Gino’s Diary – January 30, 2015
The Ebola epidemic forces us to reflect. Two out of three patients have died in Africa. One yes, two no. One survives and two die.
In Europe and the USA on the other hand, a total of 25 patients have been treated. Five died and twenty survived. A 66% mortality rate in Africa, 20% in the rich countries. Why such a difference? Or, in less impersonal terms: why does the same illness leave room for hope for some and condemns others to death? The answer is simple: the difference lies in the “treatment.” There are first and second class citizens: those with a right to treatment and those without.
When I was a student I had the honor of meeting and listening to the great expert of ethics and medicine, Giulio Alfredo Maccacaro. In the early ’70s he wrote “…nobody teaches or says, and so nobody knows, that before the industrial revolution the average lifespan wasn’t affected by the social class one belonged to“ and that after the industrial revolution “death and illness learnt to discriminate more and more severely and precisely between the rich and poor of a single collectivity…”
On the Titanic, only 4 out of 143 women traveling in first class died (and 3 of them chose voluntarily to stay aboard), while 81 out 179 women traveling in third class drowned with the ship.
It is the same fate of Ebola patients in Africa and in the rich countries.
We’re all aware there’s still no specific cure for Ebola, but “curing Ebola” is possible “outside Africa,” and has worked on 80% of the patients.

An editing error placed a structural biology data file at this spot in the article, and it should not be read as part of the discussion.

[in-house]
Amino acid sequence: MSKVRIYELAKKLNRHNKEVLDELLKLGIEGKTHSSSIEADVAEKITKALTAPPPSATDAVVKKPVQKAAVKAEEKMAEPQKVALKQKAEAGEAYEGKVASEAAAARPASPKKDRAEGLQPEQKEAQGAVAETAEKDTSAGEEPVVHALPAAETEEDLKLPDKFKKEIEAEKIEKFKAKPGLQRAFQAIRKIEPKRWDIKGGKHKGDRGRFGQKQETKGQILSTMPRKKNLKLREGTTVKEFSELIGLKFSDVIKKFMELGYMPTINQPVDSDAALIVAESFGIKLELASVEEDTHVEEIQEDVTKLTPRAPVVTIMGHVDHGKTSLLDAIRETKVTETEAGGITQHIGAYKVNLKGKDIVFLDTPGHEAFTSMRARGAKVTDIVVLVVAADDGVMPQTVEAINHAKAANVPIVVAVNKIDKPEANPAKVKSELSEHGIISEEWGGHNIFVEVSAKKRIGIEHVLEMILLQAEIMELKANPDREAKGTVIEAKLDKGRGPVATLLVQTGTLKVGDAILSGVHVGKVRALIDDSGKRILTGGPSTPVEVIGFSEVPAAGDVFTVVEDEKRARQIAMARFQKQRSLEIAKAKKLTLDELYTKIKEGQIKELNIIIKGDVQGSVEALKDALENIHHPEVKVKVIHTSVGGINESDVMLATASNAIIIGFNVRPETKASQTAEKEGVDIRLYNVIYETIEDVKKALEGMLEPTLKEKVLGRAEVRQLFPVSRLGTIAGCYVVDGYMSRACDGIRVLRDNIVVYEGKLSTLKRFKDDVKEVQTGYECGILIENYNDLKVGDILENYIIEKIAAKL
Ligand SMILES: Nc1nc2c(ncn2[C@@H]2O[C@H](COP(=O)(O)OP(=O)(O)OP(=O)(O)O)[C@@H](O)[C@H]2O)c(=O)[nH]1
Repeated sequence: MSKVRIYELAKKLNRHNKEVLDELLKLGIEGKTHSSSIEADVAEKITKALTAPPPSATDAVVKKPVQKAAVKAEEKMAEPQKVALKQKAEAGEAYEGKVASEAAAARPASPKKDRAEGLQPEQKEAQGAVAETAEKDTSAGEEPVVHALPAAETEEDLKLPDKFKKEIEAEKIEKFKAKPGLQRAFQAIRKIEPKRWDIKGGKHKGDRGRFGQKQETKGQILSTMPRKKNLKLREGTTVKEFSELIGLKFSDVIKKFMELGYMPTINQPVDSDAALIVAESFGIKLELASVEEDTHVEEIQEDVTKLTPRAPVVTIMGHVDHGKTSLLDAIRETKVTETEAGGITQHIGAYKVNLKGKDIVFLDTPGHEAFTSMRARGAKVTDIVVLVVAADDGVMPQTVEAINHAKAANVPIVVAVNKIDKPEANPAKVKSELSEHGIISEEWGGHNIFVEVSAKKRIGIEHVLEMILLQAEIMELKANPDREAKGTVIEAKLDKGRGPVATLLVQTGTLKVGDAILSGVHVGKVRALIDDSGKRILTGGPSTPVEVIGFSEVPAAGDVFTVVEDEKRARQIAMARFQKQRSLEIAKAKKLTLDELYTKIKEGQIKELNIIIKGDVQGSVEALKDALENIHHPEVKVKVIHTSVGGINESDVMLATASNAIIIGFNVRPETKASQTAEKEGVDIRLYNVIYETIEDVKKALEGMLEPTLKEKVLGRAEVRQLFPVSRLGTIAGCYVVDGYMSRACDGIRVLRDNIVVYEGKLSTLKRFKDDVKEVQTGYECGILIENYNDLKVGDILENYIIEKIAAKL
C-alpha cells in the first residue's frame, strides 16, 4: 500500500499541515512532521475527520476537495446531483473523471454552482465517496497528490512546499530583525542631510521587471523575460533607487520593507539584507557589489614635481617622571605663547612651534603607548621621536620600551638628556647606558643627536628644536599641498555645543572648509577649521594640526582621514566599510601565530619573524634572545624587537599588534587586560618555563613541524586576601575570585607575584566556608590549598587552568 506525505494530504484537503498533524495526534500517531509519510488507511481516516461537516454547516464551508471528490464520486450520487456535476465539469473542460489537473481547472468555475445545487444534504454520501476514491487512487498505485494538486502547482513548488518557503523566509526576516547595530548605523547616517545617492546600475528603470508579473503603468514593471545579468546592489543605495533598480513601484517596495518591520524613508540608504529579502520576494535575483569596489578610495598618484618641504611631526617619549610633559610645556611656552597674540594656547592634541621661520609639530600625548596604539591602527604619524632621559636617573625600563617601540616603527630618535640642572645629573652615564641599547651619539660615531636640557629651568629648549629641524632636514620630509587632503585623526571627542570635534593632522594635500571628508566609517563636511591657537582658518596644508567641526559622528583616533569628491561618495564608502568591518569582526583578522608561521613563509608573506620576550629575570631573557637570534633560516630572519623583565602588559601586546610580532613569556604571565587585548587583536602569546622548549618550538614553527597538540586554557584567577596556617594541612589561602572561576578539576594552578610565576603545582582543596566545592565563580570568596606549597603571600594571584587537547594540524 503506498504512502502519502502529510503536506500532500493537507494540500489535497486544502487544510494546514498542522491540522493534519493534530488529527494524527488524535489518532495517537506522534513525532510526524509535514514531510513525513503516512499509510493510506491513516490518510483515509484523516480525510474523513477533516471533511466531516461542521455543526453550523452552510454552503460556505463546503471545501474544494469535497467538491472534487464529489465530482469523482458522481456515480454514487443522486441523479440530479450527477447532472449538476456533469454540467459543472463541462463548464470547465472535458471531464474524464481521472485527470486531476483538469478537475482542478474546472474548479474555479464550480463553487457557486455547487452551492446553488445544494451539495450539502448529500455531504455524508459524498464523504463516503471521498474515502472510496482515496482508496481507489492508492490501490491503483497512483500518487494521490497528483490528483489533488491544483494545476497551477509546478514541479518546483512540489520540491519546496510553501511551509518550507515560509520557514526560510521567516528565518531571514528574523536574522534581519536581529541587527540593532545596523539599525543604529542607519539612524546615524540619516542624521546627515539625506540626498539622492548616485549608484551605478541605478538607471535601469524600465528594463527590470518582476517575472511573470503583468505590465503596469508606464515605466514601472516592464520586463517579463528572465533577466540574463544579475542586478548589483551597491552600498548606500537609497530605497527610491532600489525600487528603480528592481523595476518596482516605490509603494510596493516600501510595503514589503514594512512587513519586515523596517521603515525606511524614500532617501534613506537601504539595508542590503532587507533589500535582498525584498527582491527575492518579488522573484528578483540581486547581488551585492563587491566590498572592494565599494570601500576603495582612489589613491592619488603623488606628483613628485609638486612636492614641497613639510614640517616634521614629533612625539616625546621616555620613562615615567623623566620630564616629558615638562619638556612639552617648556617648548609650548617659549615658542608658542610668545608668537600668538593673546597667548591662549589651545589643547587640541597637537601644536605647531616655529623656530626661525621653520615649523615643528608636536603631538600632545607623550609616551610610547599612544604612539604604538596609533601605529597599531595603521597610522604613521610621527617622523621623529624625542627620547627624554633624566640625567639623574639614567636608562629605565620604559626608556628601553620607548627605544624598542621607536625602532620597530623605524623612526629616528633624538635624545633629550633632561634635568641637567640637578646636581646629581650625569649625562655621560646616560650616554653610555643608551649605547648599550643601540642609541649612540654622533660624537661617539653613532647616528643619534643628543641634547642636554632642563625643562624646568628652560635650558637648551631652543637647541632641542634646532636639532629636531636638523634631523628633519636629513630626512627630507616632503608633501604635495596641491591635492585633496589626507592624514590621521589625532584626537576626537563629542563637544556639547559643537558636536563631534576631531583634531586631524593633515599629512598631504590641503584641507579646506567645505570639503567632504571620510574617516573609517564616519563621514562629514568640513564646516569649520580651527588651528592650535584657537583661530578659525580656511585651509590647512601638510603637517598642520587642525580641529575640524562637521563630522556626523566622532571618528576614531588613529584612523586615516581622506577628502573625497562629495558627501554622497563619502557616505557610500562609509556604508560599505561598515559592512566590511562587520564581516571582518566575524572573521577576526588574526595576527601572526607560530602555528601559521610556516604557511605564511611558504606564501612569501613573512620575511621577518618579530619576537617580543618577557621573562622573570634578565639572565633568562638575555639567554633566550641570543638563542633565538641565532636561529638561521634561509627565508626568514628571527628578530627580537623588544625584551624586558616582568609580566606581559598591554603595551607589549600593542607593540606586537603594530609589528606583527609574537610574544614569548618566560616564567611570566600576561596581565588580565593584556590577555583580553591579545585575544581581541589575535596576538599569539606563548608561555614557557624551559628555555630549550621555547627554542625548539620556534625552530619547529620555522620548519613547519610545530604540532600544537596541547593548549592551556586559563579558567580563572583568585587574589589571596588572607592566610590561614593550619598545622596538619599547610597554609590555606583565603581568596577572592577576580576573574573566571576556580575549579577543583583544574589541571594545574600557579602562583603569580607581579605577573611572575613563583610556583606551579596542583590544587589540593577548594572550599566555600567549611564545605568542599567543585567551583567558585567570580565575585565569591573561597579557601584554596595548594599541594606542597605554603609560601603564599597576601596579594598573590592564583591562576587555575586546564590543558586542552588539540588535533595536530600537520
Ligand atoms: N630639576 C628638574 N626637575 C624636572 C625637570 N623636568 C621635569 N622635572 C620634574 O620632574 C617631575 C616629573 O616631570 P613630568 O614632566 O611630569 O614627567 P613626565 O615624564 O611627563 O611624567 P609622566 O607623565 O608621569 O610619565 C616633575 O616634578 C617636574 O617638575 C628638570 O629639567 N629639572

So why not make it available “inside Africa” too, in Sierra Leone for example?
“There’s a lack of resources in Africa” – that’s the refrain, the “explanation” that then justifies the decision to continue discriminating, to continue with the medicine “for the poor.”
“More complex forms of treatment have to be evaluated, you have to consider the context” is the phrase that’s endlessly repeated at every meeting by the various organizations, institutions, and experts.
We know the context of Africa, and of Sierra Leone: we’ve been working there for 14 years. But we’re not here to justify it. On the contrary, we want and need to change it. That’s the huge undertaking being carried out by EMERGENCY‘s international and local staff: building a space of shared rights and offering medical treatment without any type of discrimination. The tools made available to save a life (a few or a lot, effective or useless) must be made available to everyone.
A lack of resources? Let’s create them.
There’s never been any form of intensive care for Ebola (and unfortunately, not only for Ebola) in Africa? Let’s build one.
In Europe and in the USA all the patients have been treated (and four out of five survived) in Intensive Care Units, not through isolation only, and have received 24/7 assistance.
It has to be done, and it can be done. It’s a moral and scientific duty, and it’s a feasible project as these photos testify. We’re not here in Sierra Leone just to offer “compassion,” but real medical care.
— Gino Strada,
Freetown, Sierra Leone, January 30, 2015
To help Ebola patients in Sierra Leone receive the same high quality care found elsewhere in the world, click here to donate now.